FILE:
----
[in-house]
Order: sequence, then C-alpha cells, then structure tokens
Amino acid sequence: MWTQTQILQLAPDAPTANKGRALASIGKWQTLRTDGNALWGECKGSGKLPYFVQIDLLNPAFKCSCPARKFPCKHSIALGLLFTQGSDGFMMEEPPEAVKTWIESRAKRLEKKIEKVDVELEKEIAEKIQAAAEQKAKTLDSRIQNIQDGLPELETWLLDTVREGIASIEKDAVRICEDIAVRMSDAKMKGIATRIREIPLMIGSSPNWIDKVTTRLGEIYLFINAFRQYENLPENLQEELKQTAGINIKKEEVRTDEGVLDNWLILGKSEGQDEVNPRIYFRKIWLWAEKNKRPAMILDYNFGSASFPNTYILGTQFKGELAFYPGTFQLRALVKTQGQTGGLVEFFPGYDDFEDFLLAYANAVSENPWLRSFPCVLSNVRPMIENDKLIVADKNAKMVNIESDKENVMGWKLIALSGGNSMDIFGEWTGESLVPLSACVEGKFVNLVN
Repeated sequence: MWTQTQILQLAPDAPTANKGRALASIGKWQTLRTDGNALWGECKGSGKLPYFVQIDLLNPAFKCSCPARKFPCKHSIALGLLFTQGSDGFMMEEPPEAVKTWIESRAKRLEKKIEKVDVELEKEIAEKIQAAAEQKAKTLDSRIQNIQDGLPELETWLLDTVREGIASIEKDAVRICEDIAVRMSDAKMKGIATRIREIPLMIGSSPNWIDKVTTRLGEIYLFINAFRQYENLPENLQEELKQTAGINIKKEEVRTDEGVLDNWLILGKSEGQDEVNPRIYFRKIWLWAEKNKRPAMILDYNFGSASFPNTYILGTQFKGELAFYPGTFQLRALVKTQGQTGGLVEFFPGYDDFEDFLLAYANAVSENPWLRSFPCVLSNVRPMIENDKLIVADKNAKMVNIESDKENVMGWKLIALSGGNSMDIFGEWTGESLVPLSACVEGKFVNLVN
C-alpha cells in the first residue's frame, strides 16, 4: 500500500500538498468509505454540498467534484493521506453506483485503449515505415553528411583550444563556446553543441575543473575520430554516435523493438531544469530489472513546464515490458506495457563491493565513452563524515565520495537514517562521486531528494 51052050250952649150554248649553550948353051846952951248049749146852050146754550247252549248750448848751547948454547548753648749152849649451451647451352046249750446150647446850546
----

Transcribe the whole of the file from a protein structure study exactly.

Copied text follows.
[in-house]
Order: sequence, then C-alpha cells, then structure tokens
Amino acid sequence: MWTQTQILQLAPDAPTANKGRALASIGKWQTLRTDGNALWGECKGSGKLPYFVQIDLLNPAFKCSCPARKFPCKHSIALGLLFTQGSDGFMMEEPPEAVKTWIESRAKRLEKKIEKVDVELEKEIAEKIQAAAEQKAKTLDSRIQNIQDGLPELETWLLDTVREGIASIEKDAVRICEDIAVRMSDAKMKGIATRIREIPLMIGSSPNWIDKVTTRLGEIYLFINAFRQYENLPENLQEELKQTAGINIKKEEVRTDEGVLDNWLILGKSEGQDEVNPRIYFRKIWLWAEKNKRPAMILDYNFGSASFPNTYILGTQFKGELAFYPGTFQLRALVKTQGQTGGLVEFFPGYDDFEDFLLAYANAVSENPWLRSFPCVLSNVRPMIENDKLIVADKNAKMVNIESDKENVMGWKLIALSGGNSMDIFGEWTGESLVPLSACVEGKFVNLVN
Repeated sequence: MWTQTQILQLAPDAPTANKGRALASIGKWQTLRTDGNALWGECKGSGKLPYFVQIDLLNPAFKCSCPARKFPCKHSIALGLLFTQGSDGFMMEEPPEAVKTWIESRAKRLEKKIEKVDVELEKEIAEKIQAAAEQKAKTLDSRIQNIQDGLPELETWLLDTVREGIASIEKDAVRICEDIAVRMSDAKMKGIATRIREIPLMIGSSPNWIDKVTTRLGEIYLFINAFRQYENLPENLQEELKQTAGINIKKEEVRTDEGVLDNWLILGKSEGQDEVNPRIYFRKIWLWAEKNKRPAMILDYNFGSASFPNTYILGTQFKGELAFYPGTFQLRALVKTQGQTGGLVEFFPGYDDFEDFLLAYANAVSENPWLRSFPCVLSNVRPMIENDKLIVADKNAKMVNIESDKENVMGWKLIALSGGNSMDIFGEWTGESLVPLSACVEGKFVNLVN
C-alpha cells in the first residue's frame, strides 16, 4: 500500500500538498468509505454540498467534484493521506453506483485503449515505415553528411583550444563556446553543441575543473575520430554516435523493438531544469530489472513546464515490458506495457563491493565513452563524515565520495537514517562521486531528494 51052050250952649150554248649553550948353051846952951248049749146852050146754550247252549248750448848751547948454547548753648749152849649451451647451352046249750446150647446850546